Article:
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Author Howerton, Vanessa R
Title An investigation of dropout dynamics of African American females: Uncovering and understanding the driving forces behind the dropout decision
book jacket
Descript 170 p
Note Source: Dissertation Abstracts International, Volume: 67-03, Section: A, page: 0796
Adviser: Mary Jean Ronan Herzog
Thesis (Ed.D.)--Western Carolina University, 2006
Each year thousands of students in the United States make the decision to discontinue school. This study examines the dropout decision through the eyes of African American females who have dropped out of school. The geographic area of the study participants is western North Carolina, an area in North Carolina in which the African American population is smaller than other regions of the state. However, one in every five people in North Carolina is African American. The impact of the female on the family structure and success of children has been recorded in numerous studies. Over a period of four school years, 37 African American female students dropped out of school in one western North Carolina school district. The average number of African American females enrolled per year in this school district during the four year period was 642. This study focuses on the stories of some of these students. School experiences, reasons for the dropout decision, and student-made suggestions for schools in general are key topics covered in recorded interviews with 11 African American female students who dropped out of school between the school years 2000-01 and 2003-04. Semi-structured interviews are the main sources of data collection and Student Information Management Systems (SIMS) documents are used for supplementary information. The overall purpose of each interview is to determine reasons students decide to discontinue school. Interview questions target participants' perceptions of in-school and out-of-school expectations of teachers, peers, parents, and administrators. Analysis of recorded data from this study points to the impact of (1) student - educator relationships, (2) perceived family responsibilities on the dropout decision, and (3) student made connections between familiar (family) and less familiar (school) cultures. In addition, information gathered from this study may be useful as researchers further compare student perspectives as related to individual school settings. How do African American females view their educational experience when the actual school environment or school community is different from those in this study? Will the responses to interview questions differ when the same questions are asked of students who are from schools and communities with different ethnic makeups and different school sizes?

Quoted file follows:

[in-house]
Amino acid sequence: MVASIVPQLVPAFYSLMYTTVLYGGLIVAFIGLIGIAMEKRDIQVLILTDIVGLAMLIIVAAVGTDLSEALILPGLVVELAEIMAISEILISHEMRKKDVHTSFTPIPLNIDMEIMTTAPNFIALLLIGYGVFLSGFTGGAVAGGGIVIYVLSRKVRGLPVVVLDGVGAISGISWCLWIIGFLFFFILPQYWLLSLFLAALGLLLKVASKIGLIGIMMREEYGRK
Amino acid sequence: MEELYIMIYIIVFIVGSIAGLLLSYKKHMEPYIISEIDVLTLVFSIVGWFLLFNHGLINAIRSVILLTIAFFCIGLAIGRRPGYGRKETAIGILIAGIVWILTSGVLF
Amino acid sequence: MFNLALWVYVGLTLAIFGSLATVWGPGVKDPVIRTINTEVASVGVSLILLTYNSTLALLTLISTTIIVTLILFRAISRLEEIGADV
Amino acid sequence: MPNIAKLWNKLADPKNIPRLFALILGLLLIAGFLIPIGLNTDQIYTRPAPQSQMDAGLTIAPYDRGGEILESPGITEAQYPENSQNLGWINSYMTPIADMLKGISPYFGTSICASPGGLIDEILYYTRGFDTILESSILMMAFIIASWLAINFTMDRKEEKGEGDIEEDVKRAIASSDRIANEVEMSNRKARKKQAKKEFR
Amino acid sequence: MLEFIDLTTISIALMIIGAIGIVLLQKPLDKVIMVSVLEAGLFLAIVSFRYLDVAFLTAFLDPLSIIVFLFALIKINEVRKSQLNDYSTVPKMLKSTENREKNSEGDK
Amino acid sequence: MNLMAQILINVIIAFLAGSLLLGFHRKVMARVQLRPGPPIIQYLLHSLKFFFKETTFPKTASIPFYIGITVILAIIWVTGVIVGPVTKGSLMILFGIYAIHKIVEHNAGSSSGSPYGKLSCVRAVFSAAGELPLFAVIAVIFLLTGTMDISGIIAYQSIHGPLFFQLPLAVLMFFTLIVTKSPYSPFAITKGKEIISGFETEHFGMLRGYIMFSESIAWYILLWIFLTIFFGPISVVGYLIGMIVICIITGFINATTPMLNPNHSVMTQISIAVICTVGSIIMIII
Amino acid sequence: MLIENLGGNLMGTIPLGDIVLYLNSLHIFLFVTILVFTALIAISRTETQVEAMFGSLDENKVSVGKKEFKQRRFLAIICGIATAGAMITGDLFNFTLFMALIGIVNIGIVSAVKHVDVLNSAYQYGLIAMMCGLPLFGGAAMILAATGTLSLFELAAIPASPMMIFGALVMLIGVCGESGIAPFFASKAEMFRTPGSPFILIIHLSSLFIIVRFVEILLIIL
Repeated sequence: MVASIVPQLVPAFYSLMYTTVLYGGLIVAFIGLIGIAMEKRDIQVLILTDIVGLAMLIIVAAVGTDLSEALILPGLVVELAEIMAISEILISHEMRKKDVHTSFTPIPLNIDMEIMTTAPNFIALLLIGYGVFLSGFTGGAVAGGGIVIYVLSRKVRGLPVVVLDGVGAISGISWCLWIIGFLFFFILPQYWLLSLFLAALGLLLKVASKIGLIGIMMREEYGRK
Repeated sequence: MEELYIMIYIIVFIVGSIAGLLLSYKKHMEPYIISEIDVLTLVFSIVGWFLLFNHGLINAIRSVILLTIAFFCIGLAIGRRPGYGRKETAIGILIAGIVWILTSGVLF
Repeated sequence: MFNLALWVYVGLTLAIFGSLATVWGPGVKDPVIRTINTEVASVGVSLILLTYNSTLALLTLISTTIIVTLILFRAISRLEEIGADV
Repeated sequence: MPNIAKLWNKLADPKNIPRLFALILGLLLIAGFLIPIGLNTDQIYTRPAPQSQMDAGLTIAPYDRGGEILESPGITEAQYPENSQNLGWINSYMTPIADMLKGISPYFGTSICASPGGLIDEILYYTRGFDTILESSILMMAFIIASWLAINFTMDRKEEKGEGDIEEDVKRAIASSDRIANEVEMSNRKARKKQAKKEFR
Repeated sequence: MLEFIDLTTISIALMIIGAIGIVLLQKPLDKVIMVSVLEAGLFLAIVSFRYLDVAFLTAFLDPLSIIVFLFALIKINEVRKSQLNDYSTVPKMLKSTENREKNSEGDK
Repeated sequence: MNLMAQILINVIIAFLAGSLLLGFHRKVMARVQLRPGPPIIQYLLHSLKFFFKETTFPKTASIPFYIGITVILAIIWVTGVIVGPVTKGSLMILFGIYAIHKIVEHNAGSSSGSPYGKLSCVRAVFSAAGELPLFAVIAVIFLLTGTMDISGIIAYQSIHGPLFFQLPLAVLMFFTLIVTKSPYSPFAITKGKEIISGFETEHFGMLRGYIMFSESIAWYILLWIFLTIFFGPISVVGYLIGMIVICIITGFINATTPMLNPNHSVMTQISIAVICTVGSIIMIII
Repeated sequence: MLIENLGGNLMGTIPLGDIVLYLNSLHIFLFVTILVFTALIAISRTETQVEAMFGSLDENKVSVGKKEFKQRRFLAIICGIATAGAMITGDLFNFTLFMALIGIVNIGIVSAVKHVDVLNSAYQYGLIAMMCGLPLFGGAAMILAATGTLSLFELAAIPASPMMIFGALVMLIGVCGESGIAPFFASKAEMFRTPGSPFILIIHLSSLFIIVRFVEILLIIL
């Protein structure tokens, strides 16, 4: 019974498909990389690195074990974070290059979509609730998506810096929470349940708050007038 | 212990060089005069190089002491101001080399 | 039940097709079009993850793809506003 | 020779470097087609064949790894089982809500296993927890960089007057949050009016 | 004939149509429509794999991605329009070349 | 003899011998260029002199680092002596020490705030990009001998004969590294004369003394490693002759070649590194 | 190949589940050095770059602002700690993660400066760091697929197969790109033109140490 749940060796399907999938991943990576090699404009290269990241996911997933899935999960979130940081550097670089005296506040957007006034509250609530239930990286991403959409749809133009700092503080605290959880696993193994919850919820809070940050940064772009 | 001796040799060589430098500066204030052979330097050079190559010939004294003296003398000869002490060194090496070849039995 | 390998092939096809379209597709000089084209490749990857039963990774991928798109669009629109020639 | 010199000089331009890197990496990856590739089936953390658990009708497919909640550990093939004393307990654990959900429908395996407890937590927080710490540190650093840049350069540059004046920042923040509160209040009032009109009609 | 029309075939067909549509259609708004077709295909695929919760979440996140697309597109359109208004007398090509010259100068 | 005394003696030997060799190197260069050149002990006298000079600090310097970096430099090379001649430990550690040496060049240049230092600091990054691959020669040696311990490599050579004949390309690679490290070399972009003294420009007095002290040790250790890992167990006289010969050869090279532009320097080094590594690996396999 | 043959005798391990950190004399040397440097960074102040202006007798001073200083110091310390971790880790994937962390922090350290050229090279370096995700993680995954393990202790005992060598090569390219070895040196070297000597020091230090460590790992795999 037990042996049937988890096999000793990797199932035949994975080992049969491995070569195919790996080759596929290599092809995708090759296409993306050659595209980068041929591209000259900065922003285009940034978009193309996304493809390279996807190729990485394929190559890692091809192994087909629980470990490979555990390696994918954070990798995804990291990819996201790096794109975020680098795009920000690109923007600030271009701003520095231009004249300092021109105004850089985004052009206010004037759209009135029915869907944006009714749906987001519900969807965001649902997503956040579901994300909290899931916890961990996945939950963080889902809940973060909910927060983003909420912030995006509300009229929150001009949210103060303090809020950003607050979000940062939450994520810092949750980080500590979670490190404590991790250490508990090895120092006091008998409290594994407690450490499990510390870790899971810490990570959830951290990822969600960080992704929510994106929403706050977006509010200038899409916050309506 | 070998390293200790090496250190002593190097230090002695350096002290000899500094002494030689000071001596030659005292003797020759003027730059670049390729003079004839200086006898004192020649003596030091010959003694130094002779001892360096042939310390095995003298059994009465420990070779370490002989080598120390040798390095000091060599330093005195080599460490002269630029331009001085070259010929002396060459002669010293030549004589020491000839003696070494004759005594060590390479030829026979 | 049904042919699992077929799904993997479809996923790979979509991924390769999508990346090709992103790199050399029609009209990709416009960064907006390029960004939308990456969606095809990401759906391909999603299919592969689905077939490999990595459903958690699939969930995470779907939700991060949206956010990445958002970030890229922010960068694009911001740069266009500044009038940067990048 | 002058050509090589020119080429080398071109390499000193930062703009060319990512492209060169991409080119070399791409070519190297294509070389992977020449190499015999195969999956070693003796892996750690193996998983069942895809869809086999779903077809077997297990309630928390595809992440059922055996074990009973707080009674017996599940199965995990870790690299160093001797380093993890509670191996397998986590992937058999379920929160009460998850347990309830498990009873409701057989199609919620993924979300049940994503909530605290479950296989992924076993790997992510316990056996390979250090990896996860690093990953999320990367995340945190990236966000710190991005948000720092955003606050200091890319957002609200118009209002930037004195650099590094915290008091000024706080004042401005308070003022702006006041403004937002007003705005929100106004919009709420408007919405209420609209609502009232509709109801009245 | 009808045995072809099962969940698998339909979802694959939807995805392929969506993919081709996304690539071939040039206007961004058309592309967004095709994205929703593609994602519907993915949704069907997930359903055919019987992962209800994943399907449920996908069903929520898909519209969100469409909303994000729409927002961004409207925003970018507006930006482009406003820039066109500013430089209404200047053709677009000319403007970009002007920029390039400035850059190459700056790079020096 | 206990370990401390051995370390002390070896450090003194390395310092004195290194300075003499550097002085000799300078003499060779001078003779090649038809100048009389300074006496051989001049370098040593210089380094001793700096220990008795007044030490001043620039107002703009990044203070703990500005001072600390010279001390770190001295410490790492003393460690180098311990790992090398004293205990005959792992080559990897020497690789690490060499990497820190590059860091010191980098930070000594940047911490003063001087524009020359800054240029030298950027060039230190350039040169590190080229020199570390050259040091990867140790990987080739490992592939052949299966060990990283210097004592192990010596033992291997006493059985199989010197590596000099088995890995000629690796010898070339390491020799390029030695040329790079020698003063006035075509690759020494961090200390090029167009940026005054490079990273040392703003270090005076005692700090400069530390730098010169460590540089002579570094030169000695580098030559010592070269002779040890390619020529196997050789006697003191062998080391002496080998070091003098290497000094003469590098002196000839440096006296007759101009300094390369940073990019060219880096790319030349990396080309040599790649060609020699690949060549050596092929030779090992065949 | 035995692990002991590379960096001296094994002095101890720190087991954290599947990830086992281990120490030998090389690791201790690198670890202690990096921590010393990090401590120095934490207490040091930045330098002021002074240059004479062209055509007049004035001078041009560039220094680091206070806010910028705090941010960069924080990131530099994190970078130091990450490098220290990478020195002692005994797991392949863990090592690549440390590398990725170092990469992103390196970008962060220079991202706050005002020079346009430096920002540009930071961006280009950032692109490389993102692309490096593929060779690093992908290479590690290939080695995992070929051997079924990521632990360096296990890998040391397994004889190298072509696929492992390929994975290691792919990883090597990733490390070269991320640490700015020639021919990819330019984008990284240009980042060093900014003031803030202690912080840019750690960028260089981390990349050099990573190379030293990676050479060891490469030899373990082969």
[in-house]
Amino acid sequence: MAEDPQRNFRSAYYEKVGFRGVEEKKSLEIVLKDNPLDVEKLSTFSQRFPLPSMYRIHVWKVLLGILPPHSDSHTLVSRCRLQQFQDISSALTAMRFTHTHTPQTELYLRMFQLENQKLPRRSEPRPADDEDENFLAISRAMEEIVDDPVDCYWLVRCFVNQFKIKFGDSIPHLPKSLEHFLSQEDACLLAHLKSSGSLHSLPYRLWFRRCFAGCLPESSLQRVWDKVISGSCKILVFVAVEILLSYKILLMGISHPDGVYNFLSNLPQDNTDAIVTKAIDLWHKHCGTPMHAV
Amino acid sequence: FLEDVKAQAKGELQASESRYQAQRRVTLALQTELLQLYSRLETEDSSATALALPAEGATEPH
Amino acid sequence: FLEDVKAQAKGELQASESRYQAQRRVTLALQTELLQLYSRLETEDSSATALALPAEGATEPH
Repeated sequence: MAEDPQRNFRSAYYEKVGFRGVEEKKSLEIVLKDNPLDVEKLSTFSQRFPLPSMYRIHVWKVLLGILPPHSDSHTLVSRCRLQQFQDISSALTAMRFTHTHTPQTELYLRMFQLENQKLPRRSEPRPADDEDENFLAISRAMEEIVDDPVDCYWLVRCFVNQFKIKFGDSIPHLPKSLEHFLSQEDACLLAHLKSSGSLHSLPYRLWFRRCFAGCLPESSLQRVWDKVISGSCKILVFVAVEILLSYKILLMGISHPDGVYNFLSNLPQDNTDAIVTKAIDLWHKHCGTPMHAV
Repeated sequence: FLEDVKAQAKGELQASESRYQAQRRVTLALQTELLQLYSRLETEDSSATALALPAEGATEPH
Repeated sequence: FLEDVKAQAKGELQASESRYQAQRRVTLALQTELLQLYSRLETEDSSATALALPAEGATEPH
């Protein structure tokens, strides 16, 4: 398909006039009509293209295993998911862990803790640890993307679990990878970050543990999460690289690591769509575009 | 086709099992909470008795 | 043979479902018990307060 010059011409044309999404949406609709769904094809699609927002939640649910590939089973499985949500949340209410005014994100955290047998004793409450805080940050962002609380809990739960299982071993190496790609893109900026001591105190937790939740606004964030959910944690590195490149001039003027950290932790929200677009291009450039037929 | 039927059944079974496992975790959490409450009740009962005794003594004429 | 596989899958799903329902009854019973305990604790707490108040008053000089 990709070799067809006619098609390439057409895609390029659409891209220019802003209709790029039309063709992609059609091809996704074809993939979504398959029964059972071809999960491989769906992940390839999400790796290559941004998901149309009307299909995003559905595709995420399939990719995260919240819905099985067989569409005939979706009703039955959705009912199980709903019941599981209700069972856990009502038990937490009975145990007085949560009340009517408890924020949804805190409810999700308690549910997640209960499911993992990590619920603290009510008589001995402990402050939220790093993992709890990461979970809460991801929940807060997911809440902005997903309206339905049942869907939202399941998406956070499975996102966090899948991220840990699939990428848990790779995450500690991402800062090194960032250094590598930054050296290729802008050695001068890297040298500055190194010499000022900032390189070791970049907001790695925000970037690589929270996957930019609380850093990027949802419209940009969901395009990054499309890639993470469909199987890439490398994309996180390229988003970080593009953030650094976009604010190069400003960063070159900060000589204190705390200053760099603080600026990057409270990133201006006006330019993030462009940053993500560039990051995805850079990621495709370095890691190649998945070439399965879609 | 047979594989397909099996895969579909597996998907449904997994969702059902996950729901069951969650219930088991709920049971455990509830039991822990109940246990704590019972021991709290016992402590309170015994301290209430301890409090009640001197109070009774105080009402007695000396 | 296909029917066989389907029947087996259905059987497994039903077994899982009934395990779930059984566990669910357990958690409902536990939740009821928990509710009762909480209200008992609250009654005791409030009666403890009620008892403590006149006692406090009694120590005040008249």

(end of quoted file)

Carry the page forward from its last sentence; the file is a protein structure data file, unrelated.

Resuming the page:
School code: 1373
Host Item Dissertation Abstracts International 67-03A
Subject Black Studies
Education, Administration
Education, Secondary
Alt Author Western Carolina University
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